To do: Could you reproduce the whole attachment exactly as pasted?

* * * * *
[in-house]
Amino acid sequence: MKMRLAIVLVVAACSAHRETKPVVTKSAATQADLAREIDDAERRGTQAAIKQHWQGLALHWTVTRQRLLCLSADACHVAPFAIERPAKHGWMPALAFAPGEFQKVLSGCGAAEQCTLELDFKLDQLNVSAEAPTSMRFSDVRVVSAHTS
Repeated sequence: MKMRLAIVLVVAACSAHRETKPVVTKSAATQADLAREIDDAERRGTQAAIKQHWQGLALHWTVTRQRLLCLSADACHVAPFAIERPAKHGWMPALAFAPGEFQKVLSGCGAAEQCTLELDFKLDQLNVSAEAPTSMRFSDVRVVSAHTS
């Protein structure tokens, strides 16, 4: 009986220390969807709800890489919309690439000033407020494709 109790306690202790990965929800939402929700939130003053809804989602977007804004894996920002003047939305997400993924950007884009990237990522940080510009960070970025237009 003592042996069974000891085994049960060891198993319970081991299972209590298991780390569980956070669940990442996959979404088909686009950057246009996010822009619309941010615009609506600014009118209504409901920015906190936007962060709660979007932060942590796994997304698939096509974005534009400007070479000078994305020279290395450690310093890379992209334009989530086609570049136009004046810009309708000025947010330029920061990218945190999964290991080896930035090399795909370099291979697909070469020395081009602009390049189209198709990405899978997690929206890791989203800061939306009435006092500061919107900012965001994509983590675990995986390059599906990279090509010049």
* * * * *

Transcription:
[in-house]
Amino acid sequence: MKMRLAIVLVVAACSAHRETKPVVTKSAATQADLAREIDDAERRGTQAAIKQHWQGLALHWTVTRQRLLCLSADACHVAPFAIERPAKHGWMPALAFAPGEFQKVLSGCGAAEQCTLELDFKLDQLNVSAEAPTSMRFSDVRVVSAHTS
Repeated sequence: MKMRLAIVLVVAACSAHRETKPVVTKSAATQADLAREIDDAERRGTQAAIKQHWQGLALHWTVTRQRLLCLSADACHVAPFAIERPAKHGWMPALAFAPGEFQKVLSGCGAAEQCTLELDFKLDQLNVSAEAPTSMRFSDVRVVSAHTS
């Protein structure tokens, strides 16, 4: 009986220390969807709800890489919309690439000033407020494709 109790306690202790990965929800939402929700939130003053809804989602977007804004894996920002003047939305997400993924950007884009990237990522940080510009960070970025237009 003592042996069974000891085994049960060891198993319970081991299972209590298991780390569980956070669940990442996959979404088909686009950057246009996010822009619309941010615009609506600014009118209504409901920015906190936007962060709660979007932060942590796994997304698939096509974005534009400007070479000078994305020279290395450690310093890379992209334009989530086609570049136009004046810009309708000025947010330029920061990218945190999964290991080896930035090399795909370099291979697909070469020395081009602009390049189209198709990405899978997690929206890791989203800061939306009435006092500061919107900012965001994509983590675990995986390059599906990279090509010049």